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I am interested in creating a table with positive Gaussian integers listed in order based on their norms, with ties broken by lex order.

So far I have Sort[Flatten[Table[{a, b, a^2 + b^2}, {a, 0, 10}, {b, 0, 10}], 1], #1[[3]] < #2[[3]] &], 1], which gives me some Gaussian integers sorted by norm, but the ties are broken in revlex.

For example, the code gives {1,0,1},{0,1,1} as the first nonzero entries, but I want those to be reversed. A second application of Sort destroys the first Sort, so I need to be more clever, and alas I am not.

Any help would be appreciated.

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  • $\begingroup$ I believe this is a duplicate of: (9840) but I shall wait for confirmation from Trevor before closing. $\endgroup$
    – Mr.Wizard
    Jan 15, 2015 at 19:45
  • $\begingroup$ That is a general situation that would solve my problem. I was searching for things like "term order", so I didn't come up with that post. $\endgroup$
    – Trevor
    Jan 15, 2015 at 19:46
  • $\begingroup$ So the output below is correct, and the matter is solved to your satisfaction? $\endgroup$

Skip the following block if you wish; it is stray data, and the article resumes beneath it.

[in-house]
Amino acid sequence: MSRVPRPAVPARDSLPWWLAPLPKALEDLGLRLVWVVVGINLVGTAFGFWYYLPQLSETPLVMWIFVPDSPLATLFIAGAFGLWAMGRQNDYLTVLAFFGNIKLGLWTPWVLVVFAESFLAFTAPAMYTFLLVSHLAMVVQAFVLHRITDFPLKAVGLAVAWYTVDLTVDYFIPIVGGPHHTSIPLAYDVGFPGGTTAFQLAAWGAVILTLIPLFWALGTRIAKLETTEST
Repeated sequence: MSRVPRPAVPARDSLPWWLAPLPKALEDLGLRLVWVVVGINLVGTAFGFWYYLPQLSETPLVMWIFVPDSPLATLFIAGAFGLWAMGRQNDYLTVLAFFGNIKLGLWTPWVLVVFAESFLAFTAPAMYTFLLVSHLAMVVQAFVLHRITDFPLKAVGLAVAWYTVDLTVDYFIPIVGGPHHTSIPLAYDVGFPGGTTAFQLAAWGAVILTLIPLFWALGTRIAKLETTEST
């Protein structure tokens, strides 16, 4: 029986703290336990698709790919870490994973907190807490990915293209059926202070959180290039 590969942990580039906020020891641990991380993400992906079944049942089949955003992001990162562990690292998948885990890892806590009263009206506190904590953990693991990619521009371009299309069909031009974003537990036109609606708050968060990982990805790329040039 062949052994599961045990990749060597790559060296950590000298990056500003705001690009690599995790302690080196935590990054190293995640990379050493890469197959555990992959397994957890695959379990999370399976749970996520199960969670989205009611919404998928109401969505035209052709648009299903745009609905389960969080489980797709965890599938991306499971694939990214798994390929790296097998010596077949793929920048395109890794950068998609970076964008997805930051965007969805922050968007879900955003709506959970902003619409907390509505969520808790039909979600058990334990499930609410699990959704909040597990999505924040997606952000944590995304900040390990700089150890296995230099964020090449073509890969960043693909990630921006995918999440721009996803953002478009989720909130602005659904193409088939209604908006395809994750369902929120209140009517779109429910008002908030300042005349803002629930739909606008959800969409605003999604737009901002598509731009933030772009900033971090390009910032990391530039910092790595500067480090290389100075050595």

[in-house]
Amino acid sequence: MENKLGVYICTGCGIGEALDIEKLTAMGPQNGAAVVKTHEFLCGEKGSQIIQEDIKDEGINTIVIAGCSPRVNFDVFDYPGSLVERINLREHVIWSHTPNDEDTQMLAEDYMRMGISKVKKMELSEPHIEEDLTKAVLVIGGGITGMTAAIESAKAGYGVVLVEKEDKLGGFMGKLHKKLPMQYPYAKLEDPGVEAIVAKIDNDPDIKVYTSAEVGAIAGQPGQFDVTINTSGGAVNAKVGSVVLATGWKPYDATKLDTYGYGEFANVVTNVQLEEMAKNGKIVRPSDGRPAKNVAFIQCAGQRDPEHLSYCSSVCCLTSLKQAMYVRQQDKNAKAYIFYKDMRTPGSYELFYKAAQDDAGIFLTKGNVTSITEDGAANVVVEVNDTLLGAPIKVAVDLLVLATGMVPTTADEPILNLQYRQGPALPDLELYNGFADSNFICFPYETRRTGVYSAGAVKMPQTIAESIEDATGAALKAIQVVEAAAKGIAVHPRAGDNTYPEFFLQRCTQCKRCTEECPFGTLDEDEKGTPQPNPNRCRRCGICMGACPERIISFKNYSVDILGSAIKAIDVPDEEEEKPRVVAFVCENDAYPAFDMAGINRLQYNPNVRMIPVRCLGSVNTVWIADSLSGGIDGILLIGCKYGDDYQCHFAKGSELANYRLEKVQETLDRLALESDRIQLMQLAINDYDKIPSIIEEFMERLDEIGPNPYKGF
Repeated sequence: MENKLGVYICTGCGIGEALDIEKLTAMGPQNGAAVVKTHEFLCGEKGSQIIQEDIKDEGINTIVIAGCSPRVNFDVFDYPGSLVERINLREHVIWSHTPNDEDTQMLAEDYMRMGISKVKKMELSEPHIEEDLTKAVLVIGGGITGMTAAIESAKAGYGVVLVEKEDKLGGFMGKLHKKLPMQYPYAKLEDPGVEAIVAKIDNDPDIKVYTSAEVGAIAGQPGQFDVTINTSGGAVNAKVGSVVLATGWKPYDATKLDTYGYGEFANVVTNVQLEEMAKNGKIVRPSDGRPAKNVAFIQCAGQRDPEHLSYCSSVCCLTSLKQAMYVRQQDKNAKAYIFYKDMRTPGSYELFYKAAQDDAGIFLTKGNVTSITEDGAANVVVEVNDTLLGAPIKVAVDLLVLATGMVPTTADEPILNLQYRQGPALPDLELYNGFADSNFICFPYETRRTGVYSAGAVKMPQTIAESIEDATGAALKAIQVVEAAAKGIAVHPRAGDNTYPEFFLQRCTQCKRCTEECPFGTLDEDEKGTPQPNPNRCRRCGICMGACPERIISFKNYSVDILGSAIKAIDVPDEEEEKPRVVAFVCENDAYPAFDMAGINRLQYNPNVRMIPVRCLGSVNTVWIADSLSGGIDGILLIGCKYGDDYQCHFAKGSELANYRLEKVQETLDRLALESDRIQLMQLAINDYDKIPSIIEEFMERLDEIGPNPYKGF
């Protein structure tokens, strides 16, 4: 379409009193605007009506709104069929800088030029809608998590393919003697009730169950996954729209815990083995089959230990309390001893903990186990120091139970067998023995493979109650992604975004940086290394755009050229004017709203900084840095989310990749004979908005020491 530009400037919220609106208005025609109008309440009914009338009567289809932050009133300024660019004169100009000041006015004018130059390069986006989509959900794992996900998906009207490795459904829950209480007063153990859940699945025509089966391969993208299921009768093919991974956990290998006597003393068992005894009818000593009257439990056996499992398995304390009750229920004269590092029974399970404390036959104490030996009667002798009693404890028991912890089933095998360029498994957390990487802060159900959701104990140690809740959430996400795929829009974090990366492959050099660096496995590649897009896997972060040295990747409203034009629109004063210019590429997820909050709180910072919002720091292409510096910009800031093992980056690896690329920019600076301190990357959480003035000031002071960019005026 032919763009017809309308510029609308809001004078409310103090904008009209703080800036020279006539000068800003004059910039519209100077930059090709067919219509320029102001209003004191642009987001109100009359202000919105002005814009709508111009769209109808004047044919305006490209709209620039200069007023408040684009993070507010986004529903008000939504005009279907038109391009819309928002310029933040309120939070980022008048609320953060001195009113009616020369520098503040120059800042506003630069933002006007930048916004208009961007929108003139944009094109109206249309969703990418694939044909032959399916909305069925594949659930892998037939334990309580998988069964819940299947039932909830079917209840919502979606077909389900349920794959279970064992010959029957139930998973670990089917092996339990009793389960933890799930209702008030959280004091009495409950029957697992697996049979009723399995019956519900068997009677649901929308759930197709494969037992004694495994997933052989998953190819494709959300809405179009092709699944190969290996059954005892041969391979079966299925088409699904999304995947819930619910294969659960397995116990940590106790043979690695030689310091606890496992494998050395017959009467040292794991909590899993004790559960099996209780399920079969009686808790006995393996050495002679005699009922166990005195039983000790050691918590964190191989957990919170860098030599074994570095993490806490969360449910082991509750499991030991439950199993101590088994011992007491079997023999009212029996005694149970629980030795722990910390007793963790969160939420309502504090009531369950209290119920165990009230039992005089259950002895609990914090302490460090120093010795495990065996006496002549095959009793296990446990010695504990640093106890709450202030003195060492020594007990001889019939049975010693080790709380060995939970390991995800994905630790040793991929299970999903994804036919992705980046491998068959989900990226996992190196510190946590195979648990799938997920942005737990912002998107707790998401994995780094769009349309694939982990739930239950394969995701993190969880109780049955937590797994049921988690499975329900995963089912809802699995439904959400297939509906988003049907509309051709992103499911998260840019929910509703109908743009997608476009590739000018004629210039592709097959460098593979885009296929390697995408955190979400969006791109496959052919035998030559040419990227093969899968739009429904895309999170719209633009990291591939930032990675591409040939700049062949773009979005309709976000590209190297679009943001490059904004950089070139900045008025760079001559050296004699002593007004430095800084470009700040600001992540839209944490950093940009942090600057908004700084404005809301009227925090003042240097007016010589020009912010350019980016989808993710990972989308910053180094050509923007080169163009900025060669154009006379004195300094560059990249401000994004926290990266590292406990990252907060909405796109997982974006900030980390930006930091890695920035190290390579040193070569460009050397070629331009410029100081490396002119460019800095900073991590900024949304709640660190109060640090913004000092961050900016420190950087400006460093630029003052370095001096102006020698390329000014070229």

– Mr.Wizard
    Jan 15, 2015 at 19:47
  • $\begingroup$ Related: (2934) $\endgroup$
    – Mr.Wizard
    Jan 15, 2015 at 19:49

1 Answer 1

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Your code has syntax errors but I think this is what you want:

list = Flatten[Table[{a, b, a^2 + b^2}, {a, 0, 10}, {b, 0, 10}], 1];

SortBy[list, #[[3]] &]

{{0, 0, 0}, {0, 1, 1}, {1, 0, 1}, {1, 1, 2}, {0, 2, 4}, {2, 0, 4}, {1, 2, 5}, {2, 1, 5}, {2, 2, 8}, {0, 3, 9}, {3, 0, 9}, {1, 3, 10}, {3, 1, 10}, {2, 3, 13}, {3, 2, 13}, {0, 4, 16}, {4, 0, 16}, {1, 4, 17}, {4, 1, 17}, {3, 3, 18}, {2, 4, 20}, {4, 2, 20}, {0, 5, 25}, {3, 4, 25}, {4, 3, 25}, {5, 0, 25}, {1, 5, 26}, . . .}

With this syntax ties are (automatically) broken using the default ordering function.

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  • $\begingroup$ That certainly does what I was hoping for. I just wish I understood the inner workings. I use Mathematica so rarely that I lose anything I learn during the few times a year I use it. Thanks. $\endgroup$
    – Trevor
    Jan 15, 2015 at 19:47
  • $\begingroup$ @Trevor Please read the documentation for SortBy. If you still have questions post them here as comments and I shall try to answer them later today. $\endgroup$
    – Mr.Wizard
    Jan 15, 2015 at 19:48

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